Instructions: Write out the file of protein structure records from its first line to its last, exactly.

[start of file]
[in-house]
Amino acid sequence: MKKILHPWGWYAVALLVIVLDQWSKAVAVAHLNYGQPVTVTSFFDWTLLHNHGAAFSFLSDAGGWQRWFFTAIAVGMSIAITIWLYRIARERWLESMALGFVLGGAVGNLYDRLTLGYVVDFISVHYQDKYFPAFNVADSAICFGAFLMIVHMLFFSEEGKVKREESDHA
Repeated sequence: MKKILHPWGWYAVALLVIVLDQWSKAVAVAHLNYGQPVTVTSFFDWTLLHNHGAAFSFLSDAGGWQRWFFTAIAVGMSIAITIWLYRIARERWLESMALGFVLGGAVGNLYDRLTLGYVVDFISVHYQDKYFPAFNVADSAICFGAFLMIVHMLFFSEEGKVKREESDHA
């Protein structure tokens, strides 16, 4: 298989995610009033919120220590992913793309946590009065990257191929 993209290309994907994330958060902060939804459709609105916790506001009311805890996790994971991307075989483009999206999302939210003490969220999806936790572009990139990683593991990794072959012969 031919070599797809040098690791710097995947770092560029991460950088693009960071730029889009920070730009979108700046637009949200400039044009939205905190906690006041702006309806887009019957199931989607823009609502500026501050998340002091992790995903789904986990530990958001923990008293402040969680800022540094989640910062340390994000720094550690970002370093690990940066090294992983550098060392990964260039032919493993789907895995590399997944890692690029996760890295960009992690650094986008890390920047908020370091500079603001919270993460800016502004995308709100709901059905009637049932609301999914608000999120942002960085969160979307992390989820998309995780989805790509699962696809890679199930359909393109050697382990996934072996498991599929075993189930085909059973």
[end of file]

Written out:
[in-house]
Amino acid sequence: MKKILHPWGWYAVALLVIVLDQWSKAVAVAHLNYGQPVTVTSFFDWTLLHNHGAAFSFLSDAGGWQRWFFTAIAVGMSIAITIWLYRIARERWLESMALGFVLGGAVGNLYDRLTLGYVVDFISVHYQDKYFPAFNVADSAICFGAFLMIVHMLFFSEEGKVKREESDHA
Repeated sequence: MKKILHPWGWYAVALLVIVLDQWSKAVAVAHLNYGQPVTVTSFFDWTLLHNHGAAFSFLSDAGGWQRWFFTAIAVGMSIAITIWLYRIARERWLESMALGFVLGGAVGNLYDRLTLGYVVDFISVHYQDKYFPAFNVADSAICFGAFLMIVHMLFFSEEGKVKREESDHA
């Protein structure tokens, strides 16, 4: 298989995610009033919120220590992913793309946590009065990257191929 993209290309994907994330958060902060939804459709609105916790506001009311805890996790994971991307075989483009999206999302939210003490969220999806936790572009990139990683593991990794072959012969 031919070599797809040098690791710097995947770092560029991460950088693009960071730029889009920070730009979108700046637009949200400039044009939205905190906690006041702006309806887009019957199931989607823009609502500026501050998340002091992790995903789904986990530990958001923990008293402040969680800022540094989640910062340390994000720094550690970002370093690990940066090294992983550098060392990964260039032919493993789907895995590399997944890692690029996760890295960009992690650094986008890390920047908020370091500079603001919270993460800016502004995308709100709901059905009637049932609301999914608000999120942002960085969160979307992390989820998309995780989805790509699962696809890679199930359909393109050697382990996934072996498991599929075993189930085909059973």